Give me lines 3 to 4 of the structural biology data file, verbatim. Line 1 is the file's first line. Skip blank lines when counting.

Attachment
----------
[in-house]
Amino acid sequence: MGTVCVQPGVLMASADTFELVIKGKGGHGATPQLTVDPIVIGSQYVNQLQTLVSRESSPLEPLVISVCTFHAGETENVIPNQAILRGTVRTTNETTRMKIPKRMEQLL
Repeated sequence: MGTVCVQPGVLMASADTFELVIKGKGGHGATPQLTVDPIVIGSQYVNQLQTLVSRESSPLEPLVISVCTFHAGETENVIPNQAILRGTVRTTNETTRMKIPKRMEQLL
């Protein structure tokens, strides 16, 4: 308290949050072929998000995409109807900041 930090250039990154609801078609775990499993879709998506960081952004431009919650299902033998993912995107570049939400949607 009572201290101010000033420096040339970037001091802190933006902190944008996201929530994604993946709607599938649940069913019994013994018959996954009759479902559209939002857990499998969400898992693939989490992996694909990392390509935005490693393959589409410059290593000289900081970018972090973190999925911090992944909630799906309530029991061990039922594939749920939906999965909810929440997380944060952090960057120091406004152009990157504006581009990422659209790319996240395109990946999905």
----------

Repeated sequence: MGTVCVQPGVLMASADTFELVIKGKGGHGATPQLTVDPIVIGSQYVNQLQTLVSRESSPLEPLVISVCTFHAGETENVIPNQAILRGTVRTTNETTRMKIPKRMEQLL
């Protein structure tokens, strides 16, 4: 308290949050072929998000995409109807900041 930090250039990154609801078609775990499993879709998506960081952004431009919650299902033998993912995107570049939400949607 009572201290101010000033420096040339970037001091802190933006902190944008996201929530994604993946709607599938649940069913019994013994018959996954009759479902559209939002857990499998969400898992693939989490992996694909990392390509935005490693393959589409410059290593000289900081970018972090973190999925911090992944909630799906309530029991061990039922594939749920939906999965909810929440997380944060952090960057120091406004152009990157504006581009990422659209790319996240395109990946999905």